Mpumelelo Mkhabela

#FeesMustFall: The crisis of ideas

2016-09-23 05:00

Mpumelelo Mkhabela

The fees crisis at South African universities is a symptom of a bigger crisis: intellectual laziness.

Universities are by their very nature spaces of knowledge production and acquisition, research and innovation. They are – or should be – run by distinguished knowledge enthusiasts called academics who teach and research. They are – or should be – a primary breeding ground of ideas.

Yet, South African academics and their students have failed to make it their primary duty to produce a funding model that ensures free higher education for the poor.

It should be disgraceful to a conscientious academic community that President Jacob Zuma has appointed a judge to lead a commission of inquiry on university fees. Judges are trained to adjudicate and settle disputes in society using the applicable laws of the land.

This is not to suggest that they are not capable of conducting investigations. But an inquiry into fees doesn’t need a judge to lead it.

The appointment of Judge Jonathan Heher, which apparently did not offend the academic community, has reduced the fees crisis to a societal dispute that requires the services of a judge to adjudicate. It’s shocking that society does not find this arrangement strange.

It may be that we have become too accustomed to higher education task teams led by non-academics. The late minister of education Kader Asmal appointed a committee led by businessman Saki Macozoma that proposed a plan to merge universities. Recently, minister Blade Nzimande appointed then businessman Cyril Ramaphosa to lead a committee on the review of university funding.

An investigation into the feasibility of free higher education is by its very nature an intellectual task that should attract the best brains of genuine academics. Where are professors of economics, finance, sociology, political science, public administration and other specialist fields? Why don’t they and their students establish a commission to investigate this matter of national importance?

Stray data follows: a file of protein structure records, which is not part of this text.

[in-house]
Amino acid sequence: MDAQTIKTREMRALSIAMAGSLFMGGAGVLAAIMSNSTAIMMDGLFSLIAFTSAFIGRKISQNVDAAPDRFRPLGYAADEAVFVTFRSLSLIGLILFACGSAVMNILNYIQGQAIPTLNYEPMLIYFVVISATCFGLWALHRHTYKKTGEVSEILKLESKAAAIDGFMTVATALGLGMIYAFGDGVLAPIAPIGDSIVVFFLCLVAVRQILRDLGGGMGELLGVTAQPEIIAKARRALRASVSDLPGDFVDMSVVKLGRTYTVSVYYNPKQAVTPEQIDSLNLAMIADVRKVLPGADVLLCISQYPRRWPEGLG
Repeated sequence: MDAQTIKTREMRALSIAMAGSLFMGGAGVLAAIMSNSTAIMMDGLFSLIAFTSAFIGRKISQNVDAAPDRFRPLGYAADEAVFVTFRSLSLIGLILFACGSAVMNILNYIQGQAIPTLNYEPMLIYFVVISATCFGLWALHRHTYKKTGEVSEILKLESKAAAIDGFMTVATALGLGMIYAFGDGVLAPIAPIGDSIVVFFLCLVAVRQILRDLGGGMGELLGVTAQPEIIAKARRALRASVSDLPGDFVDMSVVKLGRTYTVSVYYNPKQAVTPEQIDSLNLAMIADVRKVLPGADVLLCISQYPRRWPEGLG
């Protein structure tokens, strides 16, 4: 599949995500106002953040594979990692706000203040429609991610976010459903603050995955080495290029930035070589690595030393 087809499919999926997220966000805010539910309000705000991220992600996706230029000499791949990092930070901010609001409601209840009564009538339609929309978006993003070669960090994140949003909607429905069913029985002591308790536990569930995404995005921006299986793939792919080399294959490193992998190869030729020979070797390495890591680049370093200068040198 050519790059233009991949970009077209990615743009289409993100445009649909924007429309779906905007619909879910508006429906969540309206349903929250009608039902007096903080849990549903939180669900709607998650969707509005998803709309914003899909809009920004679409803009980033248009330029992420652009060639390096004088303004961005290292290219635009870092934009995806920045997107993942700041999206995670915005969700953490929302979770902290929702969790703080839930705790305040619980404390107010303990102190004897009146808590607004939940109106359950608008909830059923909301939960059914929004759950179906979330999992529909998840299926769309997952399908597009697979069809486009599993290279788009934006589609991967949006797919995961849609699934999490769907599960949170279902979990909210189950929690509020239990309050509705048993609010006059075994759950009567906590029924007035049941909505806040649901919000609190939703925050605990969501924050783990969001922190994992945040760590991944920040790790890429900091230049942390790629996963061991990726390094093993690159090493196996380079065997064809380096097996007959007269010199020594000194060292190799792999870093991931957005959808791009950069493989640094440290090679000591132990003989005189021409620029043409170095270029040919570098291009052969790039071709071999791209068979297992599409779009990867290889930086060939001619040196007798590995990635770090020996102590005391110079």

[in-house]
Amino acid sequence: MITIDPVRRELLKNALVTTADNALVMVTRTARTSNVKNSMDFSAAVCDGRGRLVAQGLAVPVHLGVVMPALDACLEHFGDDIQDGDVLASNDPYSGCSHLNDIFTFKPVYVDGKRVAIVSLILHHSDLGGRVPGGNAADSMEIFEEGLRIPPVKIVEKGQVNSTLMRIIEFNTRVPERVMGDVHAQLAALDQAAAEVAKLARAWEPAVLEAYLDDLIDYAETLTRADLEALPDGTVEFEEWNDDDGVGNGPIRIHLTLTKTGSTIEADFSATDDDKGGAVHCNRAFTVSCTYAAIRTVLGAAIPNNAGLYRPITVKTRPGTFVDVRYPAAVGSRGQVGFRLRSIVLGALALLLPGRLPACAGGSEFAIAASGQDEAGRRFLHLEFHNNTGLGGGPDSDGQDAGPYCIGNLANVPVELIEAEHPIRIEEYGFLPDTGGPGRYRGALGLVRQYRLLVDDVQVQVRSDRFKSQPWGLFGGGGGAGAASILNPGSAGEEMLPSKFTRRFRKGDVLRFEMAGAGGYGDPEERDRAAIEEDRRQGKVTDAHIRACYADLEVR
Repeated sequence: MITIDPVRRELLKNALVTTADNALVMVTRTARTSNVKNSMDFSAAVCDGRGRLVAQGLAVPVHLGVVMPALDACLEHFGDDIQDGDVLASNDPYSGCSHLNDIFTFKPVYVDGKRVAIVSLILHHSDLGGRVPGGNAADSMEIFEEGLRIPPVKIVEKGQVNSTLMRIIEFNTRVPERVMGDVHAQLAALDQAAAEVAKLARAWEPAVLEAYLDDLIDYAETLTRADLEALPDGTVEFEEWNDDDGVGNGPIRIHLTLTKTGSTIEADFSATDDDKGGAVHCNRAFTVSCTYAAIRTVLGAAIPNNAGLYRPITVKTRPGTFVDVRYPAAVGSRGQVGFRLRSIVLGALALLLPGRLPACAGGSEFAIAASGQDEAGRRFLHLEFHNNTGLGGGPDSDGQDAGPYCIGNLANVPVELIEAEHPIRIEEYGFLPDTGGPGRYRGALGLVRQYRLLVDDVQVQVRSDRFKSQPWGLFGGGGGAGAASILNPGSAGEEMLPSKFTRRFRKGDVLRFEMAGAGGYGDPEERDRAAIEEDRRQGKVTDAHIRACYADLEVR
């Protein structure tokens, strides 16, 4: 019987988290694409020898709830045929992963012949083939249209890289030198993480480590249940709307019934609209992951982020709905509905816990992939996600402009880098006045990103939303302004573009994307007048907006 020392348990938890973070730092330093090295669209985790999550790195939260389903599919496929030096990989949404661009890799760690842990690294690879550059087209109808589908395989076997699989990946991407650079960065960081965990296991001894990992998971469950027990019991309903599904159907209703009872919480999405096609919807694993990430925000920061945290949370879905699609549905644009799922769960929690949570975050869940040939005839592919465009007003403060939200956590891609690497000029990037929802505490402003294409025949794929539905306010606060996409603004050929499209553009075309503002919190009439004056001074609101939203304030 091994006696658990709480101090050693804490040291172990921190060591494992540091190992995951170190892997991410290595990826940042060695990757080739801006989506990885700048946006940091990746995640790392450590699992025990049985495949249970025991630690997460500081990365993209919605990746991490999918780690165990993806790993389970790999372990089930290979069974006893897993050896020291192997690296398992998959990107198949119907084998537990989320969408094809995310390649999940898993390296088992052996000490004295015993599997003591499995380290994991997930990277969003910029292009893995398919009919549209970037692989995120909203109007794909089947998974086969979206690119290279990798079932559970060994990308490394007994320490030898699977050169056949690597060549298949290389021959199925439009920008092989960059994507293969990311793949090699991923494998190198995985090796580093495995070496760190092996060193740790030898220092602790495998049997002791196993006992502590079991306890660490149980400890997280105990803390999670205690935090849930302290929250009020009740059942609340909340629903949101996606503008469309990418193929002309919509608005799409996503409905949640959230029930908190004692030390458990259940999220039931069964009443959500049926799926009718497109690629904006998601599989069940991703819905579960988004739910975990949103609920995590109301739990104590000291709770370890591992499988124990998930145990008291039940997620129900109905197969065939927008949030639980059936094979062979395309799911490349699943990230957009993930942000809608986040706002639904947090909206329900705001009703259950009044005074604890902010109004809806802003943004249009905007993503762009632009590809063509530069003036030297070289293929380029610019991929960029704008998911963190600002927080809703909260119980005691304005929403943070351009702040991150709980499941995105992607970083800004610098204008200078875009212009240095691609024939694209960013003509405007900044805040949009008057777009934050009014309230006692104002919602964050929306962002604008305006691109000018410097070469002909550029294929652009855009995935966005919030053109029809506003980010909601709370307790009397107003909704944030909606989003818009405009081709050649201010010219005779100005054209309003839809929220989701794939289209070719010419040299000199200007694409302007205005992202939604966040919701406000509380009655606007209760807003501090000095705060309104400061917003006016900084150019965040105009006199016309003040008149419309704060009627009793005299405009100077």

It seems students prefer to engage in violent protests instead of using the tools of research that they are supposedly being equipped with at university to find a solution to the fees crisis. They have very little, if anything, to learn from some of their lecturers who have endorsed the service delivery-type protests we have come to expect of marginalised communities struggling to be heard by authorities.

I’m not suggesting that students and academics must not put pressure on the government to provide free education. They should. There is absolutely nothing wrong with peaceful protest. But the students and their lecturers would do the nation proud if they toyi-toyed to force the government to adopt a thoroughly-researched funding model that they have produced. Alas, they have nothing to show.

Given their supposed research skills and thinking capacities our academics and students should take advantage of government’s transparent budgeting process. Information on economic growth, expenditure, tax revenues, budget balance and borrowing costs among other indicators is publicly available and updated regularly.

This should make it easy for solution-driven academics and students to produce a proposal on free higher education taking into account government’s many other obligations, including the provision of high-quality free primary education!

Toyi-toying while hoisting placards quoting the Freedom Charter’s free education promise does not constitute a funding model. The Freedom Charter is, well, a charter. It’s not a funding model.

Sadly, academics and students have outsourced their intellectual duty to an overburdened and increasingly inefficient state. Isn’t it ironic that the advocates of “in-sourcing” have outsourced solutions-driven thinking to the state which, in turn, has outsourced the task to a judicial commission?

In their book, The Fourth Revolution: The Global Race to Reinvent the State, John Micklethwait and Adrian Wooldridge write about the role of ideas in the state.

The authors observe: “It is the animating ideas that determine the workings of the state in much the same way that operating systems determine the workings of computers. The crisis of the state is more than an organisational crisis. It is the crisis of ideas.”

Micklethwait and Wooldridge could have been writing about both the South African state and our universities. Instead of being a fountain of ideas that feeds the state with solutions on the fees crisis, the universities have become a burden. In addition to self-imposed inefficiencies and corruption, the state is wobbling under the weight of competing and conflicting demands.

The failure to produce a funding model has caused a national dispute between students and the leadership of the universities and the government. It’s a reflection of the laziness of our academics and students to do their duty: to produce research-based ideas and solutions to solve problems.

In short, universities have one big crisis. It is not primarily about lack of money. It is the crisis of ideas.

- Follow Mpumelelo Mkhabela on Twitter.

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